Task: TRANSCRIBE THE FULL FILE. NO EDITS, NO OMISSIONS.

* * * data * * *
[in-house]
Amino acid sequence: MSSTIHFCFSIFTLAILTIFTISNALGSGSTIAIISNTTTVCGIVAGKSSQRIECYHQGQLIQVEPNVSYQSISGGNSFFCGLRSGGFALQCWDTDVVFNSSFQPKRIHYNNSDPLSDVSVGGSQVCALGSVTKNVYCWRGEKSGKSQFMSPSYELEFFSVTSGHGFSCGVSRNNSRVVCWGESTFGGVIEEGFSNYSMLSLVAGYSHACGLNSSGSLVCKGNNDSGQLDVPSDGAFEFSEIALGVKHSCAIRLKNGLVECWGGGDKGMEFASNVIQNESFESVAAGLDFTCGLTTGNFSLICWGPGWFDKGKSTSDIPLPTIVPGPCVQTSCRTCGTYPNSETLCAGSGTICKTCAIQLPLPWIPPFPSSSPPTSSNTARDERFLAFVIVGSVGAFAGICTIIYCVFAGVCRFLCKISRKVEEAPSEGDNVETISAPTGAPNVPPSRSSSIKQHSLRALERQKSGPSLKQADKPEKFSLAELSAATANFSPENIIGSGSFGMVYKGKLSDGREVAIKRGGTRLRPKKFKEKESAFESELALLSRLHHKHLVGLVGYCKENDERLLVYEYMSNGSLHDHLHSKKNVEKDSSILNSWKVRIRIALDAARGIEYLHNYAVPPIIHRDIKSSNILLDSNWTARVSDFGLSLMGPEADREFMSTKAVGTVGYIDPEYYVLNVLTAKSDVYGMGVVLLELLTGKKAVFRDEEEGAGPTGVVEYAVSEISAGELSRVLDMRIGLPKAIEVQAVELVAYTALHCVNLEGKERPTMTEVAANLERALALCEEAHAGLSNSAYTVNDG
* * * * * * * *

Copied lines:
[in-house]
Amino acid sequence: MSSTIHFCFSIFTLAILTIFTISNALGSGSTIAIISNTTTVCGIVAGKSSQRIECYHQGQLIQVEPNVSYQSISGGNSFFCGLRSGGFALQCWDTDVVFNSSFQPKRIHYNNSDPLSDVSVGGSQVCALGSVTKNVYCWRGEKSGKSQFMSPSYELEFFSVTSGHGFSCGVSRNNSRVVCWGESTFGGVIEEGFSNYSMLSLVAGYSHACGLNSSGSLVCKGNNDSGQLDVPSDGAFEFSEIALGVKHSCAIRLKNGLVECWGGGDKGMEFASNVIQNESFESVAAGLDFTCGLTTGNFSLICWGPGWFDKGKSTSDIPLPTIVPGPCVQTSCRTCGTYPNSETLCAGSGTICKTCAIQLPLPWIPPFPSSSPPTSSNTARDERFLAFVIVGSVGAFAGICTIIYCVFAGVCRFLCKISRKVEEAPSEGDNVETISAPTGAPNVPPSRSSSIKQHSLRALERQKSGPSLKQADKPEKFSLAELSAATANFSPENIIGSGSFGMVYKGKLSDGREVAIKRGGTRLRPKKFKEKESAFESELALLSRLHHKHLVGLVGYCKENDERLLVYEYMSNGSLHDHLHSKKNVEKDSSILNSWKVRIRIALDAARGIEYLHNYAVPPIIHRDIKSSNILLDSNWTARVSDFGLSLMGPEADREFMSTKAVGTVGYIDPEYYVLNVLTAKSDVYGMGVVLLELLTGKKAVFRDEEEGAGPTGVVEYAVSEISAGELSRVLDMRIGLPKAIEVQAVELVAYTALHCVNLEGKERPTMTEVAANLERALALCEEAHAGLSNSAYTVNDG